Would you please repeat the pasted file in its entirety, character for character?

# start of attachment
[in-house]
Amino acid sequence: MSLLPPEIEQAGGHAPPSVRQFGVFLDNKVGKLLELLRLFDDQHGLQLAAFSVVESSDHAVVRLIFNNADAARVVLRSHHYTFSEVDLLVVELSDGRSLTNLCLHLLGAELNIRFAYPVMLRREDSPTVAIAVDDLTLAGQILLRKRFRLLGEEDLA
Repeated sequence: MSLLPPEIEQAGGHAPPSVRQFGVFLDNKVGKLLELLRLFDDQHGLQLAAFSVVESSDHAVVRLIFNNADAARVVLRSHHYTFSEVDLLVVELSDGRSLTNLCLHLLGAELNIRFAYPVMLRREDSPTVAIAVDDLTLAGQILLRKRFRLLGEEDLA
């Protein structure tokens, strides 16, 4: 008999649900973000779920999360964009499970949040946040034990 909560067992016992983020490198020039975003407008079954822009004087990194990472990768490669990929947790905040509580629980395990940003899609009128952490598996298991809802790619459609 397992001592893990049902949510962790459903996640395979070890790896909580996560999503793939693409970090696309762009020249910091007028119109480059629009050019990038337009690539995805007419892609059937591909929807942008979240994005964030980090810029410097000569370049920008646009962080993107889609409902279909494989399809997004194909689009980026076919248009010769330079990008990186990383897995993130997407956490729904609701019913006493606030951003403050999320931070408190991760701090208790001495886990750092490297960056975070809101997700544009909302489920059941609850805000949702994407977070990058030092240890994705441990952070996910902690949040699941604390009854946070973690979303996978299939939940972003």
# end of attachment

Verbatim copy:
[in-house]
Amino acid sequence: MSLLPPEIEQAGGHAPPSVRQFGVFLDNKVGKLLELLRLFDDQHGLQLAAFSVVESSDHAVVRLIFNNADAARVVLRSHHYTFSEVDLLVVELSDGRSLTNLCLHLLGAELNIRFAYPVMLRREDSPTVAIAVDDLTLAGQILLRKRFRLLGEEDLA
Repeated sequence: MSLLPPEIEQAGGHAPPSVRQFGVFLDNKVGKLLELLRLFDDQHGLQLAAFSVVESSDHAVVRLIFNNADAARVVLRSHHYTFSEVDLLVVELSDGRSLTNLCLHLLGAELNIRFAYPVMLRREDSPTVAIAVDDLTLAGQILLRKRFRLLGEEDLA
């Protein structure tokens, strides 16, 4: 008999649900973000779920999360964009499970949040946040034990 909560067992016992983020490198020039975003407008079954822009004087990194990472990768490669990929947790905040509580629980395990940003899609009128952490598996298991809802790619459609 397992001592893990049902949510962790459903996640395979070890790896909580996560999503793939693409970090696309762009020249910091007028119109480059629009050019990038337009690539995805007419892609059937591909929807942008979240994005964030980090810029410097000569370049920008646009962080993107889609409902279909494989399809997004194909689009980026076919248009010769330079990008990186990383897995993130997407956490729904609701019913006493606030951003403050999320931070408190991760701090208790001495886990750092490297960056975070809101997700544009909302489920059941609850805000949702994407977070990058030092240890994705441990952070996910902690949040699941604390009854946070973690979303996978299939939940972003």